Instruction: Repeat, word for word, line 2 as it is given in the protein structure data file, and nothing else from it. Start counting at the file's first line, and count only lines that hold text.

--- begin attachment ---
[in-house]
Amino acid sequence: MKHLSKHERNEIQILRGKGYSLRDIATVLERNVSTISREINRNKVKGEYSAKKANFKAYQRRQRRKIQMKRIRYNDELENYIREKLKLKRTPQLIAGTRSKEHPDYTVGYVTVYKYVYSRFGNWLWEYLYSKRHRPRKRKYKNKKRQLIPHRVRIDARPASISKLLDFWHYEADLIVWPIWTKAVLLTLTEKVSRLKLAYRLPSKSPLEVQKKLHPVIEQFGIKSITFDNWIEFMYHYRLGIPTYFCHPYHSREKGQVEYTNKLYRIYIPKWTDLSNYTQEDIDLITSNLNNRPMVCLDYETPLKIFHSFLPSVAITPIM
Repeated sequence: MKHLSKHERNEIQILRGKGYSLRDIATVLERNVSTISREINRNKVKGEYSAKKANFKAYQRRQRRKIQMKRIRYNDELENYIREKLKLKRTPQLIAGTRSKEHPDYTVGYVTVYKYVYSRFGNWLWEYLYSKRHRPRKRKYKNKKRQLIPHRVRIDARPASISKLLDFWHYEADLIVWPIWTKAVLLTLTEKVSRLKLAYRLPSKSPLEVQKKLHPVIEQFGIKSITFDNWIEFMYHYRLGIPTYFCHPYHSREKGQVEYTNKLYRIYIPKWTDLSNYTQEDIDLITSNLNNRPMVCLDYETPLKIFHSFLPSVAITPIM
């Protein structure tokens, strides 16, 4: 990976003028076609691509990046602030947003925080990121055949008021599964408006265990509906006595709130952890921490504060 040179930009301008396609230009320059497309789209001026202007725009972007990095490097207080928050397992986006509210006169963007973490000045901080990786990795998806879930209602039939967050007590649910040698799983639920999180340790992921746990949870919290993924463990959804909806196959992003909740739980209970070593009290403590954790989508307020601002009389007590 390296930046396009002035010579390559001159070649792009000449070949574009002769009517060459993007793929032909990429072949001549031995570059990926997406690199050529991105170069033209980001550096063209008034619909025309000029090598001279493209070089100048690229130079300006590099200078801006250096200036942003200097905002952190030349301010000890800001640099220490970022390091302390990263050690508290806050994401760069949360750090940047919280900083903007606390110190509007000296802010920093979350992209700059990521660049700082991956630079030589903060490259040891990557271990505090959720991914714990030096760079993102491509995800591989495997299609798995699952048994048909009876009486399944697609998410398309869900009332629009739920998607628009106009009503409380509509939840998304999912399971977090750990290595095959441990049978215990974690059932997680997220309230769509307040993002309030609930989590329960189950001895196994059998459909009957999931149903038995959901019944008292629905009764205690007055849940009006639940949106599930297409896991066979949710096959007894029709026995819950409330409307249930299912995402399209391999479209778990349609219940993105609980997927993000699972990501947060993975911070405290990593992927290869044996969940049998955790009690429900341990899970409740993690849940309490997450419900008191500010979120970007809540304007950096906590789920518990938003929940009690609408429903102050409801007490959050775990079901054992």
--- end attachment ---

Amino acid sequence: MKHLSKHERNEIQILRGKGYSLRDIATVLERNVSTISREINRNKVKGEYSAKKANFKAYQRRQRRKIQMKRIRYNDELENYIREKLKLKRTPQLIAGTRSKEHPDYTVGYVTVYKYVYSRFGNWLWEYLYSKRHRPRKRKYKNKKRQLIPHRVRIDARPASISKLLDFWHYEADLIVWPIWTKAVLLTLTEKVSRLKLAYRLPSKSPLEVQKKLHPVIEQFGIKSITFDNWIEFMYHYRLGIPTYFCHPYHSREKGQVEYTNKLYRIYIPKWTDLSNYTQEDIDLITSNLNNRPMVCLDYETPLKIFHSFLPSVAITPIM